Namco finally got their act together when they released SoulCalibur IV in 2008. SoulCalibur IV marked the Soul series’ transition over to the PlayStation 3 and Xbox 360. The game was also the first in the series not to see an arcade release. SoulCalibur IV brought guest characters back into the fray with the inclusion of Darth Vader and Yoda from Star Wars and the Apprentice from the Force Unleashed. Most people gripe about the Star Wars characters being out of place, but I found them to be cool additions. What is not to love about playing as Darth Vader and Force choking your opponents. SoulCalibur IV once again follows Siegfried as he goes head to head with Nightmare and Algol, the man responsible for creating Soul Calibur and giving Soul Edge most of its power. This game went back to what made SoulCalibur so great in the first place with fast gameplay and action. It even included finishing moves and retained the good old character creation system. Although by no means spectacular, SoulCalibur IV would be the last time all of the classic Soul characters would be together as SoulCalibur V would change everything for the series.
SoulCalibur V is the weakest of all the Soul games in my opinion. Released in 2012 for the Xbox 360 and PlayStation 3, SoulCalibur V is set in 1608, approximately seventeen years after the events of SoulCalibur IV. The game’s new protagonists are Patroklos and Pyrrha, the children of Soul veteran Sophitia, who are trying to unite with each other. I did not like these two characters at all. Both of them are very whiny and obnoxious, making it hard for me to actually care about their struggle. Another narrative problem is the unjustified timeskip. It would have been better if only seven or eight years passed since the last game, that way it would give room to add new characters while at the same time allow the veterans to retain their place in the roster.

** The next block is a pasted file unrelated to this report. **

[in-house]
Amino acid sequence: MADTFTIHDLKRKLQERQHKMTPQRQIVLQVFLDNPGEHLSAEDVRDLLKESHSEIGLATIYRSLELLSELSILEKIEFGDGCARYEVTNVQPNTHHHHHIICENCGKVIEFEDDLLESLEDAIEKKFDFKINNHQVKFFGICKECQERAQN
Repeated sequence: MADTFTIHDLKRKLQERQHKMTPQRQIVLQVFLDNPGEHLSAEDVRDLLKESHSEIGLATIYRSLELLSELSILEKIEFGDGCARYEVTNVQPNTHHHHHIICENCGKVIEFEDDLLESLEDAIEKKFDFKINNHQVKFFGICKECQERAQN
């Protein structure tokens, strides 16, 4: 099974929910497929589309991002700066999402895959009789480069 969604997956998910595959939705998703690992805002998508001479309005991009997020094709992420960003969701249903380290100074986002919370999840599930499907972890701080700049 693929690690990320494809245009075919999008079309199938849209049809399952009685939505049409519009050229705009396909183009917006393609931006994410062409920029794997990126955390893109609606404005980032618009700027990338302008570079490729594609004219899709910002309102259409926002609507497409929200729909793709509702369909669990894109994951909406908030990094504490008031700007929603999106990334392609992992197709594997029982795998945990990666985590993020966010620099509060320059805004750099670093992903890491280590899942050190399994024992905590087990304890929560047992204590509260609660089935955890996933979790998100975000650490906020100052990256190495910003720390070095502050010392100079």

Now, I don’t have a problem with adding new characters, but most of SoulCalibur V‘s new characters use the same weapons of past characters. For instance, Xiba, an insane monkey-like boy, is now the bo-staff wielder instead of Kilik. Xiba is alright, but the more I played as him, the more I wished I was playing as Kilik instead. What is worse is that Kilik is put in the game as a mime character, a character who mimics the styles of all the other fighters; in fact, there is a total of three mime characters in this stinker. Why couldn’t have other new characters or veterans taken those slots instead of the mimes? Thankfully, the game’s featured guest character, Ezio Auditore from Assassin’s Creed II, was a blast to play as, and he fits perfectly in SoulCalibur‘s world. All character issues aside, SoulCalibur V did greatly enhance the gameplay with the addition of new fighting techniques and a beautiful soundtrack. However, this small handful of pros doesn’t save the game at all. I would recommend playing any of the other games (except SoulCalibur III) first then going to this one if, and only if, you are legitimately curious about playing it. Otherwise, don’t even waste your time with it.
The Soul series has had a lot of ups and downs throughout its history, but its core of being a fun and, at times, strategic fighting game has always persisted. Its unforgettable cast of characters and phenomenal soundtrack is what always has me going back to these games. What about the series’ future? How can it continue forward since SoulCalibur V pulled a big timeskip. Well, Namco should should stop the series dead in its tracks and reboot it with a game that returns to Soul‘s roots like NetherRealm Studios did with Mortal Kombat. This would effectively allow them to retcon SoulCalibur V and tell a new, fresh story. Furthermore, the reboot should be released on all three current generation consoles: Xbox One, PlayStation 4, and the Switch like SoulCalibur II, with exclusive guest characters for each one. Of course, this is all wishful thinking on my part. I have no idea what plans Namco has in store for the Soul series, but I can only hope that the next installment will transcend history and the world.
Source: SoulCalibur Wiki – Soul series